English actor and film producer Benedict Cumberbatch has apologized for calling black actors “colored” on an American talk show.
In an interview with Tavis Smiley of PBS, Cumberbatch was talking about the lack of diversity in British films, when he referred to black actors as “colored actors.”
“I think as far as colored actors go, it gets really difficult in the UK, and I think a lot of my friends have had more opportunities here [in the U.S.] than in the UK, and that’s something that needs to change,” he said.
After receiving flak from Twitter users, the majority of whom were against the offensive term, Cumberbatch called himself an “idiot” and was “devastated” over his choice of words. Cumberbatch then issued an apology to People magazine on Monday.
“I’m devastated to have caused offense by using this outmoded terminology. I offer my sincere apologies. I make no excuse for my being an idiot and know the damage is done.”
“I can only hope this incident will highlight the need for correct usage of terminology that is accurate and inoffensive. The most shaming aspect of this for me is that I was talking about racial inequality in the performing arts in the U.K. and the need for rapid improvements in our industry when I used the term.”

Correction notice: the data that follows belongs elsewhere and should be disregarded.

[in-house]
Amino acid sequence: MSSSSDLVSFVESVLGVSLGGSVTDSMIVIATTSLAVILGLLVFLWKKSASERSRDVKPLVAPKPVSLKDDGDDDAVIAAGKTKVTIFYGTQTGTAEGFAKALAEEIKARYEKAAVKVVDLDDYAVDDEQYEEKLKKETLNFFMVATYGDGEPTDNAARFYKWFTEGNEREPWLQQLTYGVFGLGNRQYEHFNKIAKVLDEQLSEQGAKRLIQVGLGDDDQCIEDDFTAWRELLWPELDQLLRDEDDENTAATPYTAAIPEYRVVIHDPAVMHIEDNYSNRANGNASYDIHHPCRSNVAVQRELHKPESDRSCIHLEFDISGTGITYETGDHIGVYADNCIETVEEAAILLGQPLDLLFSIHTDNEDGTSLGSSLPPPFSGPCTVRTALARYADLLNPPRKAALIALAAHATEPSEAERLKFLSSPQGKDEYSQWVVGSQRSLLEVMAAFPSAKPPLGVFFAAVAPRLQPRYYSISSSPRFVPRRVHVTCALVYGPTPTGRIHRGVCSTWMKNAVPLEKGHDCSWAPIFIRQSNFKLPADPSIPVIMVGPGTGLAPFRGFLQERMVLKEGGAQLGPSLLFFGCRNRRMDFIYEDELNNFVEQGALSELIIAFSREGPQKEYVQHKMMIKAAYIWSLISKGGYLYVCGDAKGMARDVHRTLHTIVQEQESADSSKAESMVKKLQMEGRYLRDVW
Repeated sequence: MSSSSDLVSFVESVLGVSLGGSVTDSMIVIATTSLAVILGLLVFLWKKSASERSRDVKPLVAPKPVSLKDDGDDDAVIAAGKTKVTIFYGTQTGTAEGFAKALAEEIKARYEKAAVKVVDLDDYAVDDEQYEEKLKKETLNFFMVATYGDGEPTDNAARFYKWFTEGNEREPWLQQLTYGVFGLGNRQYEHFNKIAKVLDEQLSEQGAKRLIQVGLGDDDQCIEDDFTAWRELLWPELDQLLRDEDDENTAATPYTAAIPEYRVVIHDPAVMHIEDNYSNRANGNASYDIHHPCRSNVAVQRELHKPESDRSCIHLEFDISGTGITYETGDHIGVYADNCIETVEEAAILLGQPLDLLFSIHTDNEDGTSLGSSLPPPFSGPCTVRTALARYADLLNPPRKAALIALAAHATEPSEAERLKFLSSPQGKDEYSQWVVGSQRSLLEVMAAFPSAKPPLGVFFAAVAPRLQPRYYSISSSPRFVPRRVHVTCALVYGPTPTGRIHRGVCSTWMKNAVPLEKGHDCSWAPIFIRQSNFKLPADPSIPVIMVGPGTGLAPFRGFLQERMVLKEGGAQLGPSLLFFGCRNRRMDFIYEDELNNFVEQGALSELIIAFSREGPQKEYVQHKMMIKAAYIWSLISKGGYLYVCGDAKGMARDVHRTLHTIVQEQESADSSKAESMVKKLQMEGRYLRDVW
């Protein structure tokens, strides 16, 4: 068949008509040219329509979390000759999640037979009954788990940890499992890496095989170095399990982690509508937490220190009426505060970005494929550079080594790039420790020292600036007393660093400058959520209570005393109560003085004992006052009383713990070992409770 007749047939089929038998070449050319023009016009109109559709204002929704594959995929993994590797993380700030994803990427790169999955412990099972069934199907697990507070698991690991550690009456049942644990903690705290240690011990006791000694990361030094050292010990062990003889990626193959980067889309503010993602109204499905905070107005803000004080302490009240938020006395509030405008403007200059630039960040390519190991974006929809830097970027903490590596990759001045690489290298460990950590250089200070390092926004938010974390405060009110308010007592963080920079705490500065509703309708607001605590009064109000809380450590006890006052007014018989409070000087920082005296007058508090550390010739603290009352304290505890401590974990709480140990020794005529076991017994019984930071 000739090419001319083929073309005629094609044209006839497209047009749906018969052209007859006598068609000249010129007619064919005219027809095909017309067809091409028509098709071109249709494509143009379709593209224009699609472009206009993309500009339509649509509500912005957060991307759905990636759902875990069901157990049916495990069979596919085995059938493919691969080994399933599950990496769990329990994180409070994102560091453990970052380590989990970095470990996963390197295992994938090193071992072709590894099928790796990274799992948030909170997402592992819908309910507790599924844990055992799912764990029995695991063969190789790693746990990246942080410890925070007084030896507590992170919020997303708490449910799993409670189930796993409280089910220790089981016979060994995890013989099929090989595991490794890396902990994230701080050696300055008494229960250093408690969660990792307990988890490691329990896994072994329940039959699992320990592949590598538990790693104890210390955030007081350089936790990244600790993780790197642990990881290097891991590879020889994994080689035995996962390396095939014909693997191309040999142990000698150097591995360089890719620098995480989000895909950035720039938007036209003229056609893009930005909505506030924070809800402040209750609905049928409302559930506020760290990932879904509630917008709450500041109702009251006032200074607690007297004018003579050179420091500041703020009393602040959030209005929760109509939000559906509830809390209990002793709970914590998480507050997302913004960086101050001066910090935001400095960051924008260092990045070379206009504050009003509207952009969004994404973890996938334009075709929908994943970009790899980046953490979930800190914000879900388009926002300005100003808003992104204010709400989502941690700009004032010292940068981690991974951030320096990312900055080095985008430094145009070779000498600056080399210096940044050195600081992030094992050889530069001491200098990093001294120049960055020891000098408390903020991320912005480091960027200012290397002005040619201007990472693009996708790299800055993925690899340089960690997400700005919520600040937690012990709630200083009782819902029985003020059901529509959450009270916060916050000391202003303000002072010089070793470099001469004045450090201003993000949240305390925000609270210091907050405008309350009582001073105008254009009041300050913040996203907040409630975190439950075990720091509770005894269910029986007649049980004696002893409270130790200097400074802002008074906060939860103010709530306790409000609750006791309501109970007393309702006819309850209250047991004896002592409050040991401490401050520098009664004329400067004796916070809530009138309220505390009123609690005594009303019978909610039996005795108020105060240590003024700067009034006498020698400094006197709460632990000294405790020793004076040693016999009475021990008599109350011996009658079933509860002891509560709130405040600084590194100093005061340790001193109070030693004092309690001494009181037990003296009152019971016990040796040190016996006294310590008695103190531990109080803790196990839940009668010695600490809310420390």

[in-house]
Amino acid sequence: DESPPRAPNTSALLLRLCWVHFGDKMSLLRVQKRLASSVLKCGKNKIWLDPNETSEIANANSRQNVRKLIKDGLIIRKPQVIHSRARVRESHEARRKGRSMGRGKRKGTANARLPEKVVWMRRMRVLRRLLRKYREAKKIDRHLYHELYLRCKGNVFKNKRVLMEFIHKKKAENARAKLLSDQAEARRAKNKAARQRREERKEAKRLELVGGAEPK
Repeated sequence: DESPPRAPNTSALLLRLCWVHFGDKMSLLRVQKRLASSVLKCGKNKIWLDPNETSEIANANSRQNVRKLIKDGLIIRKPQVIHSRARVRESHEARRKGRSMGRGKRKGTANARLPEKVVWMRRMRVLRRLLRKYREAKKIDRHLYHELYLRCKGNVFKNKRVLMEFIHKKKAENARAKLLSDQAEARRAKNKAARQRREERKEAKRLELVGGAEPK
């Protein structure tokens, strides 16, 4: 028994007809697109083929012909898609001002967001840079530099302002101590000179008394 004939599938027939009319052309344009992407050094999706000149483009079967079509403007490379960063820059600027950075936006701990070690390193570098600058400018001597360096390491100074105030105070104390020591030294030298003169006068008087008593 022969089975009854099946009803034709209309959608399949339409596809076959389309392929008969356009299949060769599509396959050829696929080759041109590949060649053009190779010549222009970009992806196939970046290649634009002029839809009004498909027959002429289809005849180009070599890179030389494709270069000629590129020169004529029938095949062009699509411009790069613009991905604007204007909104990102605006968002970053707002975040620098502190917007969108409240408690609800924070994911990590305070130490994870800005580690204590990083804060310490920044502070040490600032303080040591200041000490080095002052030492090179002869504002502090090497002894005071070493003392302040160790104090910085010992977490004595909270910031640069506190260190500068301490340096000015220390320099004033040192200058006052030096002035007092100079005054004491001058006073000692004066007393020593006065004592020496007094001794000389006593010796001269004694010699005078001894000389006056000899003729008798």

“I feel the complete fool I am and while I am sorry to have offended people and to learn from my mistakes in such a public manner please be assured I have. I apologize again to anyone who I offended for this thoughtless use of inappropriate language about an issue which affects friends of mine and which I care about deeply.”
Show Racism the Red Card, an anti-racism campaign, called Cumberbatch’s colored remarks outdated, but agreed with him otherwise about highlighting the UK’s lack of black actors in the film industry.
“The lack of representation of people from black and ethnic minority backgrounds within certain industries in the UK is an issue which needs addressing, and we are pleased that Benedict has spoken out in support of more appropriate representation and of the views of actors and campaigners like Lenny Henry,” a spokesperson from Show Racism the Red Card told CNN.
“In doing so, he has also inadvertently highlighted the issue of appropriate terminology and the evolution of language. Show Racism the Red Card feel that the term ‘coloured’ is now outdated and has the potential to cause offence due to the connotations associated with the term and its historical usage.”
“Appropriate terminology differs from country to country; for example, we know that in some countries the term ‘coloured’ is still widely used, and that in the US the term ‘people of colour’ is quite common.”
Watch the actor’s full interview above.
SOURCE: CNN | PHOTO CREDIT: Getty